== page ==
brought forth two or three larger ones
from his stomach.
Sheriff Sims, of Whitman county, re
ports that Jack Leonard, the murderer
of Jacob Malquist,' is still sullen,
arriving and will be displayed at Mrs.
M. E. Briggs' parlorj tomorrow". The
work rooms there are in a state of com
motion everything being piled high and
thick with specimens of the milliners'
art. Tomorrow the stock of fall patterns
and shapes will be displayed, and about
the middle of next week there will be a
grand display of winter hats along with
the fall stock. It is without doubt, the
largest, best selected, and best stock of
millinery ever brought to The Dalles.
The announcement of the display of
winter goods will be made later, in the
meanwhile tbe ladies can find some
thing to delight them in the fall stock.
Bread, cakes and everything of - that
kind, as well as confectionery, icecream,
etc., at the Elite, next door to Parkin's
barber shop.' ' - 7-tf
This shows the inside finish of A. M.
Williams & Co.'s $9, all-wool, fancy cas
simeresuit; made with French shoul
der facing, same edged with satin piping,
lined with extra quality Italian cloth.
None better for the money, go where
Stoves and Sunfthine.
Eugene Field after visiting Europe,
said that the one thing he missed most
in his travels was the great American
stove. The first thing he did when he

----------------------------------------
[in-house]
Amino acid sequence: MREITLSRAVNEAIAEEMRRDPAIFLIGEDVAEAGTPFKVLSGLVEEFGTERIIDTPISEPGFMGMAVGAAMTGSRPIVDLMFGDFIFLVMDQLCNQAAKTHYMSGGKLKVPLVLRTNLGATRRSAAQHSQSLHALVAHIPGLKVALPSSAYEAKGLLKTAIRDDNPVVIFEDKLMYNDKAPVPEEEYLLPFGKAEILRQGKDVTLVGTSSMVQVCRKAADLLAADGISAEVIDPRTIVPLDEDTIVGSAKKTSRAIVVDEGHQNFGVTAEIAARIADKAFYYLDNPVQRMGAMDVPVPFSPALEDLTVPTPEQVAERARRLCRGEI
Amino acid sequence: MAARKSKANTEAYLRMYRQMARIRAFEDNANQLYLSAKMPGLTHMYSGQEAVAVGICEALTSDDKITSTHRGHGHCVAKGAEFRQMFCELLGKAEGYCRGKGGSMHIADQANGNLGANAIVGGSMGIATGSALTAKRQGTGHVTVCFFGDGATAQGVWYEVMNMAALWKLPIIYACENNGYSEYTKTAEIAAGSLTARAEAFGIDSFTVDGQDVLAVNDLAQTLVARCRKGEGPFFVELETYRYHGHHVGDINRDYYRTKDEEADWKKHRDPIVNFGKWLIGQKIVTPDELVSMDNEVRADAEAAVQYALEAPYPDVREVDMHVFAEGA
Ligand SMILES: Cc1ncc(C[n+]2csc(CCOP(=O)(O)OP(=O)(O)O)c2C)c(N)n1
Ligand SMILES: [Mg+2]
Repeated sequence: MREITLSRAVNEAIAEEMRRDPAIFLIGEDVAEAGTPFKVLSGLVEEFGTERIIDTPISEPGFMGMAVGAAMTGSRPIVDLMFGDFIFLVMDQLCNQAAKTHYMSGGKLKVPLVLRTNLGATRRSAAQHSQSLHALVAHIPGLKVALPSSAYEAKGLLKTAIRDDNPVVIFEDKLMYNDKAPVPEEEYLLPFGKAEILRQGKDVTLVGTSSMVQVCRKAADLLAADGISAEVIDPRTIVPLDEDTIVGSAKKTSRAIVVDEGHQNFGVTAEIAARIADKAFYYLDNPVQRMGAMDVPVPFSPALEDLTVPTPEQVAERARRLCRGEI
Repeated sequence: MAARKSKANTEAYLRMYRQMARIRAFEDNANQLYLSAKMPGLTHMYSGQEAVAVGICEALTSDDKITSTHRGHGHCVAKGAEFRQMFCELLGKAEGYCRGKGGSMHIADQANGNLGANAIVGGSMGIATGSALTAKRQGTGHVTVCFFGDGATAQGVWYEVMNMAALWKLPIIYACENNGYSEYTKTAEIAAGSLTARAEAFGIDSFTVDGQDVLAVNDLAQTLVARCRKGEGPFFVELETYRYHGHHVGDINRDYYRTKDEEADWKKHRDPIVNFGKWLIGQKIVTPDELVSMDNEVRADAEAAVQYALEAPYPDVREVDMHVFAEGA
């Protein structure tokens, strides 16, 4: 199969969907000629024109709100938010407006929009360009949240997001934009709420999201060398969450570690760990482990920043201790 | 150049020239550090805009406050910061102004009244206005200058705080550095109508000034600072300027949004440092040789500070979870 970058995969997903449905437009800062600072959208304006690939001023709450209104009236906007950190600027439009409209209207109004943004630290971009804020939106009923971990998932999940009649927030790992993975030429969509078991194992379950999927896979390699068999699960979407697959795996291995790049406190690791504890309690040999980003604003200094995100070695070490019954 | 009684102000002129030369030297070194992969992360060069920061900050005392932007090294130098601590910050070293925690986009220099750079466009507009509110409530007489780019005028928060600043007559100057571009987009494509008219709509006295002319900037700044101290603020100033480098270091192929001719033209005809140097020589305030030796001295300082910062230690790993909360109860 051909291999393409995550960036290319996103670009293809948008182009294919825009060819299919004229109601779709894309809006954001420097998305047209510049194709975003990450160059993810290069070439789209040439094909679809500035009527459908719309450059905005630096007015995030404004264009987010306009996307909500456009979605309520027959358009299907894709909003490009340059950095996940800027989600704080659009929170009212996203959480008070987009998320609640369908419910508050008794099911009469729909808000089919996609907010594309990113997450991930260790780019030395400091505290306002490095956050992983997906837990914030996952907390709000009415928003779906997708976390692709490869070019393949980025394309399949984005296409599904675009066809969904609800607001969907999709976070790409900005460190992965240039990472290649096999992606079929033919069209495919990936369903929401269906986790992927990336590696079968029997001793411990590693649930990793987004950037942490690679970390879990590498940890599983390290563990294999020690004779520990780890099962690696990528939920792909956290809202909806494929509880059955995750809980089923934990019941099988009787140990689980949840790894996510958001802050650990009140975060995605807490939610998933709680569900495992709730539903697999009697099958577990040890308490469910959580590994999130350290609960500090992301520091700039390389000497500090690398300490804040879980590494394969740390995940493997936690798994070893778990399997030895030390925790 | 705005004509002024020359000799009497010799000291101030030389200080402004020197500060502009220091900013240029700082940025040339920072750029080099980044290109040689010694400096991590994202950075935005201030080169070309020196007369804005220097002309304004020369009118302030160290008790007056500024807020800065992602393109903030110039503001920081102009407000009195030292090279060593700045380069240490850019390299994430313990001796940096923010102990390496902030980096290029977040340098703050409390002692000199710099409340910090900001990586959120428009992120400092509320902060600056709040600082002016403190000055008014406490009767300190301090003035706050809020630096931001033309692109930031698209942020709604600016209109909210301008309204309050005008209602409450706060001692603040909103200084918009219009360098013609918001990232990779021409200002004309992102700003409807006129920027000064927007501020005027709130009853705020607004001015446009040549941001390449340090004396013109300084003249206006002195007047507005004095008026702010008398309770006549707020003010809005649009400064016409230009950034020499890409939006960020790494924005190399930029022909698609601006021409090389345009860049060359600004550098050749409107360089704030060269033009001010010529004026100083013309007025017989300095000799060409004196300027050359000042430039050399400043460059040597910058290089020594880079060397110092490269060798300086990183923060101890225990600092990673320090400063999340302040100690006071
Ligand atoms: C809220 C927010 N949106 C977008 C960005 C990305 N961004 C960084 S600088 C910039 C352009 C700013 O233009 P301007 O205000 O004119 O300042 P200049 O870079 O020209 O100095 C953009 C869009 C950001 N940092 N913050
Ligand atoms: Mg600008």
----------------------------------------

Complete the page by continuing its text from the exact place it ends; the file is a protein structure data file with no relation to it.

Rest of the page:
got home was to write a poem, entitled
"Stoves and Sunshine," in which he
paid his respects to the stovelees, cheer
less, shivering countries he had visited.
In the second verse, which we print
herewith, it will be seen that the poet
made an inexcusable mistake by writing
" Yanjiee" instead of Garland. Read
tbe verse and see, and then call on
Maier & Benton and see the stoves.
Now, T am of opinion that a person should get
warmth in this present life of ours, not all in
' that to come;
So when Boreas blows bis blast through country
and through town.
Or when upon the muddy streets the stifling fog
Go, guzzle in the pub, or plod some bleat, ma
Hut let me toast my sbrunkeu shanks beside
some Yankee stove.
Three Tramloads of.....
Have been sold already this year. All prices,
.From $30.00 up.
Eighty styles, from small family size to as
large as wanted.
There are more Superior Stoves and Ranges in use in this
territory than all other makes of Stoves combined. This is con
clusive evidence of the superiority of Bridge & Beach Co.'s cele
brated Superior Stoves and Ranges. On sale at
MAIER & BENTON,
Sole agents for SUPERIOR Steel Ranges.
THE DALLES, OREGON".
. Store .fixtures, showcases, etc., also a
good Hall's combination sife. Inquire
of C. L. Schmidt. elo-1 w
, For Sale.
' Six lots, house and stable in Lyle, ap
ply to G. Magan, Lyle, eptl8-d&wl:n
has the best Dress Goods
has the best Shoes
has everything to "be found in a
first-classJDry Goods Stora.
r. 01 irnt-no,